The UAE is one of the largest hubs of migrant workers, with 89% of its population being foreign. In a country with a total population of 9.4 million (2017), Indians constitute the largest part of population with over 2 million currently residing in the country. Considering there is little quantitative evidence on the migrant labor market in the UAE, we study the returns of Indian migrant workers in the gulf nation, at a time where migratory laws are being reformed. The ‘kafala’ system (that tied workers to employers) has been modified so that workers can transition from one employer to another without further permissions required. Ultimately, this creates a more competitive labor market for both workers and employees. For this study, we conduct a Randomized Control Trial surveying the participants on different dimensions to evaluate the impact of migration on workers from a personal and professional perspective. We also obtain insights on expected and real wages and compare these components with the perceptions of costs and benefits of migrating.

Through grants from the REALM Program (Columbia University and New York University Abu Dhabi), PI Yaw Nyarko studies “Recruiting International Migrant Labor: Theory and Evidence” with collaborators Suresh Naidu (Columbia University) and Shing-Yi Wang (University of Pennsylvania).


Supported by:

Research and Empirical Analysis of Labor Migration (REALM)

Collaborators:

UAE Ministry of Human Resources and Emiratization (MOHRE)

Yaw Nyarko (PI, New York University), Suresh Naidu (co-PI, Columbia University), Shin-Yi Wang (co-PI, University of Pennsylvania)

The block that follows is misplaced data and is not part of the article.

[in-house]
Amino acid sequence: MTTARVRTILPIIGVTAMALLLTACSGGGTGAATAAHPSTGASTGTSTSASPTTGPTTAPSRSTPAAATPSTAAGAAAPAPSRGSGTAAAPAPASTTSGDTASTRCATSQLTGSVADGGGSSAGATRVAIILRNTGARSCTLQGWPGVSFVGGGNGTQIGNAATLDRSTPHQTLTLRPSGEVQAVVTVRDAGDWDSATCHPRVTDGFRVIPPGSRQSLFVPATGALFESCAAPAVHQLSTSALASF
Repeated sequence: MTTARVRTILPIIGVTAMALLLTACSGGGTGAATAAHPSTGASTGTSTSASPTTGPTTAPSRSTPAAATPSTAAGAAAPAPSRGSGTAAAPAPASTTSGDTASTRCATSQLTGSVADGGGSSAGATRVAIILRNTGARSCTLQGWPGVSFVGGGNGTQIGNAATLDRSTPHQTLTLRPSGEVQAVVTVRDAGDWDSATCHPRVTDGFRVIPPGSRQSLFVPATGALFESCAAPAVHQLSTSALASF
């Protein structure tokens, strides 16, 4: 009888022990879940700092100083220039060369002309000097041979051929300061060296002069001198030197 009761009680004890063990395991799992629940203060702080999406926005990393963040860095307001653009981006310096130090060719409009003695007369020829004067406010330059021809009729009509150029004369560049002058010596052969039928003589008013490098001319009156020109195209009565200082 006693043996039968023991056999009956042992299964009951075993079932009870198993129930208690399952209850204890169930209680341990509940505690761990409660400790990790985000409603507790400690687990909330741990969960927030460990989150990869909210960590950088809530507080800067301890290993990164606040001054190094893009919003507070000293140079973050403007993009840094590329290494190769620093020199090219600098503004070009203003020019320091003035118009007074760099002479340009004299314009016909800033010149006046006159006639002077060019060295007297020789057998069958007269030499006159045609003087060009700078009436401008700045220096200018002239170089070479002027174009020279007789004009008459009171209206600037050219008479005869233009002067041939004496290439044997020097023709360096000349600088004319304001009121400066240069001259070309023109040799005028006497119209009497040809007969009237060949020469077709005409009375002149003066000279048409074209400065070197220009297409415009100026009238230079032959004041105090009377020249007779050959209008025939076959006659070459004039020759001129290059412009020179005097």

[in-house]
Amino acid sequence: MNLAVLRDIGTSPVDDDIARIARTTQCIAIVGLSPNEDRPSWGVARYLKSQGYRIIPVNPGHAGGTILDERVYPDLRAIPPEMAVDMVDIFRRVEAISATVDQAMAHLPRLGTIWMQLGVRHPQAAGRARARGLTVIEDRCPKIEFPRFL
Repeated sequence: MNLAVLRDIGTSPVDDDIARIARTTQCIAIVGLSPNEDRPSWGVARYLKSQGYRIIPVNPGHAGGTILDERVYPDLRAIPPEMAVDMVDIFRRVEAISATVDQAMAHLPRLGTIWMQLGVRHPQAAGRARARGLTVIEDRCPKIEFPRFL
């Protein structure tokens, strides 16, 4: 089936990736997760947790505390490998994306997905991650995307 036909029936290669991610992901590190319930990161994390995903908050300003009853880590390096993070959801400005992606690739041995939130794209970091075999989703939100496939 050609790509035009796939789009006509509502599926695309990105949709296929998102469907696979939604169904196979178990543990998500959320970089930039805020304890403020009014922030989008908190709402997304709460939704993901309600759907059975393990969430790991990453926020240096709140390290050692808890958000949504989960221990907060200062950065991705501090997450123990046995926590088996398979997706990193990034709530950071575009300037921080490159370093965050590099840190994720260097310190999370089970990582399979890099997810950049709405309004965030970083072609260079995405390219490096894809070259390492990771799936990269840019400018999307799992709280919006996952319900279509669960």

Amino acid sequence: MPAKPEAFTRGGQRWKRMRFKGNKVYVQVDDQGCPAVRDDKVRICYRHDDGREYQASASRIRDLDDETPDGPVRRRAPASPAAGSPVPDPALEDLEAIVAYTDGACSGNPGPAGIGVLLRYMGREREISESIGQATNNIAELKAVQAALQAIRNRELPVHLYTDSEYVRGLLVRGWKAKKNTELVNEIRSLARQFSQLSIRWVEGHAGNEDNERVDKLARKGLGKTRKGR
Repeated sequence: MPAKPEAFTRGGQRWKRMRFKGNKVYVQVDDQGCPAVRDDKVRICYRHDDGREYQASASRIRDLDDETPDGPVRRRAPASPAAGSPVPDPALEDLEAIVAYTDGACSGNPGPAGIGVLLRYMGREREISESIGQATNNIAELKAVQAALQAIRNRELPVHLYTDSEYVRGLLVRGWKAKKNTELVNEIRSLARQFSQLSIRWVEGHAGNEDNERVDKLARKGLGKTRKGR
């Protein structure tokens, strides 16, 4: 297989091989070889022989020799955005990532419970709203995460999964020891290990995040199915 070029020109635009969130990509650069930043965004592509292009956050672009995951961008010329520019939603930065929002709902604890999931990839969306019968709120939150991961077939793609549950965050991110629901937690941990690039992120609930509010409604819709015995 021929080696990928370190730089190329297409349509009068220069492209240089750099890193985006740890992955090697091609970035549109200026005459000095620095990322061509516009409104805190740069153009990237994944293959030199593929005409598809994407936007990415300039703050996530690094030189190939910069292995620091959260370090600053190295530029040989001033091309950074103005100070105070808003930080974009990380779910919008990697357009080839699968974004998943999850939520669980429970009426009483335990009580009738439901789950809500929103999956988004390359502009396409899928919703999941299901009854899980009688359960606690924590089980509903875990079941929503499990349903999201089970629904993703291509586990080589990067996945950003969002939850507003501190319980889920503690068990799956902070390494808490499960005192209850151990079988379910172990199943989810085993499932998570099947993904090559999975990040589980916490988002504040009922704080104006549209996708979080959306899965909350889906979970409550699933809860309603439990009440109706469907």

Technology & Economic Development

We study the application of technology and economic development for improvement in the lives of people, particularly in relation to smallholder agriculture in developing countries.

With the rapid growth of mobile phone access in developing countries, the study of the intersection of technology and economic development is crucial to developing interventions for rural economies. Our research uses proprietary mobile phone apps to develop practical solutions to development problems. These apps are created with responsive technology for data analysis and documentation. We are currently working on developing artificial intelligence research projects for agricultural crop detection using drone technology and  images to train a neural network-based model to predict the crops.

CTED Mobile Apps:

CTED’s team of developers in Abu Dhabi and Ghana have designed the following apps:

Marketplace App: CTED collaborated with the Ghana Commodities Exchange (GCX), Ghana Ministry of Food and Agriculture (MOFA), and rural farmers to develop Marketplace, a proprietary mobile phone app that enables commodities trading between buyers and sellers. This research enables CTED to analyze data like what crops farmers are buying and selling, price information, and trading frequency. Currently, it is being tested nationally in all ten regions of Ghana as part of a national survey.